From here we began discussing what is on the horizon beyond “Already Gone” and how things are looking in terms of playing live shows: “I have decided that my plan for the foreseeable future is to keep releasing singles right now and the other thing is to try and live out of hope, not fear so am working on solidifying some tour plans right now. Whether or not Delta squashes them remains to be seen but I’m going to plan for it because if they get cancelled, I can always rebook livestreams and I will figure it out and make things work. I don’t know if they will actually happen but I’m trying and there is lots of new music on the horizon. I think one of the beautiful things during COVID was that it showed me whatever is going on in the world, art is needed and, in this day, and age of internet access, we can find ways to reach people with that. Of course, in person is ideal because there is that unmistakable bond that happens between artist and audience but what I can guarantee is that I will be putting out new music and finding ways to reach audiences.”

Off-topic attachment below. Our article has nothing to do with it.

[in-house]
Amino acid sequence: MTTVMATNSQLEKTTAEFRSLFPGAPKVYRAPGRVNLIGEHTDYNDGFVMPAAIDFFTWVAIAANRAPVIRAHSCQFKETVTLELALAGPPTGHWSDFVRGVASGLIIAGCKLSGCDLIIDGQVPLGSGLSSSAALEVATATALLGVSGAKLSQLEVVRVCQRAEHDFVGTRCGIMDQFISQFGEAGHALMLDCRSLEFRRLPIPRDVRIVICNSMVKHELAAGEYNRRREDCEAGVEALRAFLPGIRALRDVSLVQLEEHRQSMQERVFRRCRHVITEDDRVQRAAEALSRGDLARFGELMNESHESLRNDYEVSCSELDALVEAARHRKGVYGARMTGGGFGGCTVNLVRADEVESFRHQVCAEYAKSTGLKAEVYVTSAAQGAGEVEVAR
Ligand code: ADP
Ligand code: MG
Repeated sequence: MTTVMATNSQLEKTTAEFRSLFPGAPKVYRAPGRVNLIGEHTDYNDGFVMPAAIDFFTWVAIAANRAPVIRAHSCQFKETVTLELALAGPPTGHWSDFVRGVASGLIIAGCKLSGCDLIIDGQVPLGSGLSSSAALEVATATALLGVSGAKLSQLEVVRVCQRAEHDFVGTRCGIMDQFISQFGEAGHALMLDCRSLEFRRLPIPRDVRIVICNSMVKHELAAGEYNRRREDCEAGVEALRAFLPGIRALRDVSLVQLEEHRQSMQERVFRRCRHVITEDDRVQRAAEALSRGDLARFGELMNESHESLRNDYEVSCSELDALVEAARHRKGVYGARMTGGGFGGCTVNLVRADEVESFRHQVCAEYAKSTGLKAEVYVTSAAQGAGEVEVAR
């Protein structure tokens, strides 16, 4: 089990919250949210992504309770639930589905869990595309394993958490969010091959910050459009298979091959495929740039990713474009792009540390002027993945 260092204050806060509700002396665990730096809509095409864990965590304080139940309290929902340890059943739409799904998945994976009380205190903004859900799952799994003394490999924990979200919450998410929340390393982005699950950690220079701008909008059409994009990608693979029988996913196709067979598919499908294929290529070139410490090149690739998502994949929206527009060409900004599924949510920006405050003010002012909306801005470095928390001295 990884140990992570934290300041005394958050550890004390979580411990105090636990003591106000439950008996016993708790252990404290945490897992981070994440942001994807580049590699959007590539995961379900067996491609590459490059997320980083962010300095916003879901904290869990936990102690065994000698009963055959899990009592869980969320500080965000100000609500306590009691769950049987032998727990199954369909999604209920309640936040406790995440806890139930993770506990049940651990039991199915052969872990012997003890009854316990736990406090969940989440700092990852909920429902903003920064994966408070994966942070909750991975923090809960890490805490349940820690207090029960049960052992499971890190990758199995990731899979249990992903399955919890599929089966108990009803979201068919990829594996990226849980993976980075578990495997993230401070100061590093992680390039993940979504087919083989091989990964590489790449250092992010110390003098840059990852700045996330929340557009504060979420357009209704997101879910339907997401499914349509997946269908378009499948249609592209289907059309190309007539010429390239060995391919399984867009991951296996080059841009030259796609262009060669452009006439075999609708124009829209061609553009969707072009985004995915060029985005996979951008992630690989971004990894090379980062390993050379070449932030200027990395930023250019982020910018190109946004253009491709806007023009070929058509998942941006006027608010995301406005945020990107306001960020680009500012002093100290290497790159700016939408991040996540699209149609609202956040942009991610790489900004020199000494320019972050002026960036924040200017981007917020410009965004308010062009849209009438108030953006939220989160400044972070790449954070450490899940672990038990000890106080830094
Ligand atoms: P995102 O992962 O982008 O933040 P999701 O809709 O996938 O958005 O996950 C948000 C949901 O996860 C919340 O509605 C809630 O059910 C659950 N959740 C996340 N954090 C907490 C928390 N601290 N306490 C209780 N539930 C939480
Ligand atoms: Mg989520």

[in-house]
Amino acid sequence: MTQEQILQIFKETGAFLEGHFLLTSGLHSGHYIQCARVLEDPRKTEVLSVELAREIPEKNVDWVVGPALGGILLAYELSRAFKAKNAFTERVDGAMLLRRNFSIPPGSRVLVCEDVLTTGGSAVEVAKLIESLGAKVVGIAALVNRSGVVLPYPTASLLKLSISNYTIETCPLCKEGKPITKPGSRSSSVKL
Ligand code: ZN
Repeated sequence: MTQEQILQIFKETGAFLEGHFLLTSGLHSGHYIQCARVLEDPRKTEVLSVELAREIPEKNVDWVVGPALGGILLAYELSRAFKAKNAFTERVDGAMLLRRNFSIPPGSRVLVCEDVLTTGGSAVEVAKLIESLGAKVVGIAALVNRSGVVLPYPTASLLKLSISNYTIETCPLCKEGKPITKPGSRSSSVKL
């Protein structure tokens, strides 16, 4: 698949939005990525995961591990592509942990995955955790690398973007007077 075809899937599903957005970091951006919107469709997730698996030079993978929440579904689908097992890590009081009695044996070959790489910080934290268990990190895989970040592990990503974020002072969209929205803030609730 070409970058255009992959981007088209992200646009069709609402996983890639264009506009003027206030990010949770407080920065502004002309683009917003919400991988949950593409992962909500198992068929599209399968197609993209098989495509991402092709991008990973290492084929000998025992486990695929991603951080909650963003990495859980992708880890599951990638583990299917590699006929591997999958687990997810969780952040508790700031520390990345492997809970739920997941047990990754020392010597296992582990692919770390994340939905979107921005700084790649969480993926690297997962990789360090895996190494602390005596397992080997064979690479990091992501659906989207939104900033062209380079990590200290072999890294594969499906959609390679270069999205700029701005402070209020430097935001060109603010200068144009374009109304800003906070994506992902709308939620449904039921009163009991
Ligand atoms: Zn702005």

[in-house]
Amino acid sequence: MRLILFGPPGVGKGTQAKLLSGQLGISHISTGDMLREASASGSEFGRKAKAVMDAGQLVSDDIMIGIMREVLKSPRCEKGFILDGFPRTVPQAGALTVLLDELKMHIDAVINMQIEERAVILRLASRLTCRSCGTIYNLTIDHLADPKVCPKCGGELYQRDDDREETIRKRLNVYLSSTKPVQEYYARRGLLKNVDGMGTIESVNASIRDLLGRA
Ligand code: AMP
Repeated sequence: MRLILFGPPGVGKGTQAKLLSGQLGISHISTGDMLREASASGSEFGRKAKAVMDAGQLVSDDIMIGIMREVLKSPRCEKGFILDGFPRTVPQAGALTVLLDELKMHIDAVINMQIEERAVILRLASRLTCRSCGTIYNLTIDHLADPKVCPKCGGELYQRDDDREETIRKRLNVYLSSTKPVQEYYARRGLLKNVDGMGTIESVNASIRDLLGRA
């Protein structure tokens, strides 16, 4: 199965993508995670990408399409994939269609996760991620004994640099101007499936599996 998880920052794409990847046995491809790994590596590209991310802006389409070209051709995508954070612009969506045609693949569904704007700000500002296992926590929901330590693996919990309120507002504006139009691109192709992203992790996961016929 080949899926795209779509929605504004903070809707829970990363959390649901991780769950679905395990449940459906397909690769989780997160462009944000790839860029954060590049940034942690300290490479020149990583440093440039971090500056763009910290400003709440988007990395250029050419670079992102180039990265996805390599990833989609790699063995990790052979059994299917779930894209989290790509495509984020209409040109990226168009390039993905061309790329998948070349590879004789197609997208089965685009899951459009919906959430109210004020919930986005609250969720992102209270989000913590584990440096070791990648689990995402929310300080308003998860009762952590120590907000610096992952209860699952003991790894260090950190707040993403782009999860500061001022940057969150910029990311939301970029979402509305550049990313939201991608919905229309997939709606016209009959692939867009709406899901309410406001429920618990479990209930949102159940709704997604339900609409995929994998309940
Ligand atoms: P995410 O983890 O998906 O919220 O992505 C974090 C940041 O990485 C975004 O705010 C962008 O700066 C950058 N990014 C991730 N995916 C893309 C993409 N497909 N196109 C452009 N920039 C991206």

With the release of “Already Gone” Lockwood was using the song to highlight attention to a cause very close to her heart which is the protection and conservation of Lake Tahoe and the Keep Tahoe Blue organisation. “For why I specifically chose Keep Tahoe Blue, firstly is the obvious reason that I grew up with the Sierra’s as like a second home as it was two or three hours away so every chance we could get we would be in the mountains. Camping, hiking or on the lake, just put me in the mountains and I’m spiritually at peace so there was a local connection to that but I also feel Keep Tahoe Blue has done a really good job creating opportunities for everyday people to contribute. I think something that happens all too often with the taking care of the planet conversation is that it almost becomes too obtuse where the world is ending and we can’t do anything about it or it becomes the blame game yelling at the soccer mom for driving her SUV when she’s just trying to get her kids to school on time. I think Keep Tahoe Blue set a really good example for other organisations that would like to do the same thing, they want people to be involved and they are very transparent about where their money goes. It was such an obvious choice because here we are in wildfire season and I have friends that live in Tahoe who are affected by all the air, the sky in San Francisco was orange last year just from the wind pattern then I have dear friends in Arizona whose primary place of residence was, I kid you not thirty feet away from being taken by a wildfire! We are at the point now where I think everybody has been touched by it and I would encourage everyone to go and look up: Keep Tahoe Blue (Website HERE) as we can’t all do everything but everyone can do something and I feel they can offer a way that you can feel you can contribute. We can’t just feel hopeless or helpless, we can’t just sit in shame and guilt but we just need to put one foot in front of the other and see what we can do.”